Monday, April 27, 2015

Sprinkler Bottle Caps c1890s

In the late Victorian era, sprinkler caps (also known as shaker tops or crown tops when in the shape of crowns) were used on perfume, barber or powder bottles. Usually made up of pewter, lead, brass, these are often given a gilded or silvered finish. More expensive examples are made up of solid silver or gold.


To use: turn the cap counter-clockwise. Turn bottle upside down, then shake over the skin.

  • Many of these are crown shaped, other, more rare examples feature figural motifs.
  • The floral type consists of roses, chrysanthemums, pansies, tulips, and bouquets.
  • The animal or bird figurals feature peacocks, lions, fox, dogs, cats, etc.
  • Sometimes, you may come across human heads or busts.


If your bottle is missing it's crown top, you can order a replacement from SCENTserely here.


The ad below dates from 1893.








The above image is a patent drawing for an atomizer (on left) and fancy perfumery sprinkler cap (on the right). The hardware was patented on July 3, 1900 by Joseph Albiez. The fancy sprinkler cap is the usual open rose design we often encounter.The patent number is 653, 193.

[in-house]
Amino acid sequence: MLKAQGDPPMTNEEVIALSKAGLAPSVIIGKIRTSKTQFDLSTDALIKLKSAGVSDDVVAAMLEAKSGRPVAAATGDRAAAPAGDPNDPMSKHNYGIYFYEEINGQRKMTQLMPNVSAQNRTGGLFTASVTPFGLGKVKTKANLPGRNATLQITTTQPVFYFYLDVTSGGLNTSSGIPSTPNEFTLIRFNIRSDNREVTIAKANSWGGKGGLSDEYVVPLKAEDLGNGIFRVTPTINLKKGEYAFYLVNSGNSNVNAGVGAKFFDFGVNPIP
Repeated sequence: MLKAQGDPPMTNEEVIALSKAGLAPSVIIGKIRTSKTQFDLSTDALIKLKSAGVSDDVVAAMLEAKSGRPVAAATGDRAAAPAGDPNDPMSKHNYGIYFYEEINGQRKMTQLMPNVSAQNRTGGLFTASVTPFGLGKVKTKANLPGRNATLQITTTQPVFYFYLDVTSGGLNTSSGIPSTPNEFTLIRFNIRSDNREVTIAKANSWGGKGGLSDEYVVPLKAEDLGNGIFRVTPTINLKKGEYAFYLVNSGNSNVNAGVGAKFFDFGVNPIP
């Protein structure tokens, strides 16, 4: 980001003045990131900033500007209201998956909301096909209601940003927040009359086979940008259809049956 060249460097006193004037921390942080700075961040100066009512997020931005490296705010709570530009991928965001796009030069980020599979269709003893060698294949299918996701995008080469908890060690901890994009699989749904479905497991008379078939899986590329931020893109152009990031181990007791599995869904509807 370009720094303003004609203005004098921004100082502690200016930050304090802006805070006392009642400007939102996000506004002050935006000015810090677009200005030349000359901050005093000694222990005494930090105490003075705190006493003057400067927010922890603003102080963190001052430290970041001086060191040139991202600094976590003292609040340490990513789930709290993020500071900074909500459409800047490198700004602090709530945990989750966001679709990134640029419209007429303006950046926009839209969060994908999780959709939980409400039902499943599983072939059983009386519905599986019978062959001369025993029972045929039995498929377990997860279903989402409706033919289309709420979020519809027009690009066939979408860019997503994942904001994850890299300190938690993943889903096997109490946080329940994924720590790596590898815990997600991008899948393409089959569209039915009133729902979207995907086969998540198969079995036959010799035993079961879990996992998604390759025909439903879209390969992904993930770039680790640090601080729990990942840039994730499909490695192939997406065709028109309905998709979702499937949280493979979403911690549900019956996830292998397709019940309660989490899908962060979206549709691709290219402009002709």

Below is an excerpt from the patent text:

"When my invention is used on fancy perfumery-bottles, the stopper is formed of a hollow cap, on the interior of which is placed the small washer heretofore spoken of, and this cap is screw-threaded internally and has at its bottom or lower end a flange which curves or flares outwardly, so as to exactly fit when screwed down upon the collar the flange or curve on the collar attached to the bottle.
It is my intention to use my invention in connection with fancy perfumery-bottles, so that the perfume can be sprinkled from the bottle by merely shaking it, and the contents are then ejected from the two small ducts in the fancy cap, and in order to do this the stopper is cast in one piece and is screw threaded externally at its top, and the cap or Figure l is a side view of the atomizer embodying my invention; Fig. 2 is a vertical section of the same. Fig. 3 is a vertical section of my invention, showing the same when used as a sprinkler. Fig. 4 is a vertical section of my invention, showing the same when used as a stopper for fancy bottles."








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